Review: Forty 4 – BB’s Blues Club at Alexander’s, Chester – 17 Feb 2011

Posted on: Wednesday, Feb 23, 2011

Forty4

FORTY 4
BBs Blues Club at Alexander’s, Chester: 17.02.11

The very excellent Liverpool/Wirral based band, Forty 4, delivered two great sets on a return to Alexander’s. The fast-rising outfit play a self-titled ‘rhythm and groove’, a mixture of blues, funk and rock, and probably take a lot more chances with the set list than a lot of bands around –  incorporating more original material, together with some slightly different covers than is the norm.

The five-piece consist of Neil Partington (lead vocals and guitar), Paul Starkey (guitar), Glen Lewis (keyboards and backing vocals), Steve Brown (bass) and Nick Lauro (drums), all great players and without doubt one of the North West’s leading bands. Two cracking sets featuring a three-song cameo from harmonica player Ken Peace – a long-time musical partner of Neil Partington’s in the band Down At Antone’s, who graced the blues circuit with distinction.

They were down to business with a biting “Black Cat Bone”, followed by a funky new original song, “Feels So Good”. Ken Peace appeared early in the set for a brace of tunes – the rousing “Automatic”, penned by the late, great Lester Butler of The Red Devils; and the band’s ‘signature’ song, Howlin’ Wolf’s “Forty Four”, with Glen Lewis’s rolling piano work featuring here. The band fired on Don Nix’s classic, “Going Down”, a song forever associated with blues legend Freddie King, and here driven by the top guitar work of Neil Partington and Paul Starkey – and here being played by the band for the first time live.

Other first set highlights were the jazzy shuffle of “Man For Good Lovin'”, another new original song; and the closing “Superstition”, the Stevie Wonder funk classic, again driven by the two guitars, Glen Lewis’s keyboards and the rock steady rhythm section of Steve Brown and Nick Lauro.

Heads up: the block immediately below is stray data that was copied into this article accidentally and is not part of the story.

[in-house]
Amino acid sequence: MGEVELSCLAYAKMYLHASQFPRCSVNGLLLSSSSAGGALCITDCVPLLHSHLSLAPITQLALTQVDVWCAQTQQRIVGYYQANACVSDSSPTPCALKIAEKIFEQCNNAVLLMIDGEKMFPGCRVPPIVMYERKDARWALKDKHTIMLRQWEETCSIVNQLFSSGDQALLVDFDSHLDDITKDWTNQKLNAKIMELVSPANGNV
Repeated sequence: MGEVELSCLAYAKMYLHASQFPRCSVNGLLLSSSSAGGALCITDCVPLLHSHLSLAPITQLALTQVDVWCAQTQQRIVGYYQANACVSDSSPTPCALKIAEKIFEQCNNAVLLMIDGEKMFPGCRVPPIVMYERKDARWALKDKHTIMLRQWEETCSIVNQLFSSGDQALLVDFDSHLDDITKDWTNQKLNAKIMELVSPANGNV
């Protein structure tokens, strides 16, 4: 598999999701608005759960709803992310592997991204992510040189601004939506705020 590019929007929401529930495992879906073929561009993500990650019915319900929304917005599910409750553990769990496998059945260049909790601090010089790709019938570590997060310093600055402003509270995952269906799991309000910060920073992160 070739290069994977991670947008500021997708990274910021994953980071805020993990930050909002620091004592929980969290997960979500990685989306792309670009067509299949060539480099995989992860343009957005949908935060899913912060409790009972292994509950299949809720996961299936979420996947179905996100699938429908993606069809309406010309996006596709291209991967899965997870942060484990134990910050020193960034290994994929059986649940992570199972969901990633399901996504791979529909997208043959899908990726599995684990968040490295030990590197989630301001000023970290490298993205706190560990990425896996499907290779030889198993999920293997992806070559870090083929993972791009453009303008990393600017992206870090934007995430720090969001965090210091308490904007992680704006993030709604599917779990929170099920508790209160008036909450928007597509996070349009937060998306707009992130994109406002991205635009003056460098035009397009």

The second set had very much of an Eric Clapton feel to it, with covers from various stages of his career – kicking off with an excellent “Tell The Truth” and followed by another song from the Derek & The Dominoes-era, the superb “Got To Get Better In A Little While”. A second set highlight was the gorgeous “Old Love”, a song Clapton co-penned with Robert Cray . . . the Forty 4 version featured a superb vocal from Neil Partington and blistering solos from him and Paul Starkey.

Ken Peace was invited up again for the slow blues of “Cross Your Heart” to deliver his big-toned harmonica. Buddy Miles song “Them Changes” is a song not many bands cover and here was quite excellently delivered, with a dip back to Clapton-related material with the very old song, “Outside Woman Blues” . . . which Cream used to perform. A great gig ended with a rousing “Shape I’m In” . . . the Texas rocker from the pen of Messrs. Bramhall / Bramhall / Benno . . . which probably would have featured Ken Peace again, but for the lack of a harmonica in the key of the tune!

A richly-deserved encore saw the band’s own shuffle “Just Good Cause” – the lead track on their  three-track EP – round off a most entertaining evening from a great band, who in my humble opinion deserve to be on festival main stages throughout the land – indeed, this can only be a matter of time coming!

GRAHAME RHODES



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Pete Evans

February 23rd, 2011 at 07:56
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Appearing at Worthenbury Festival on July 2nd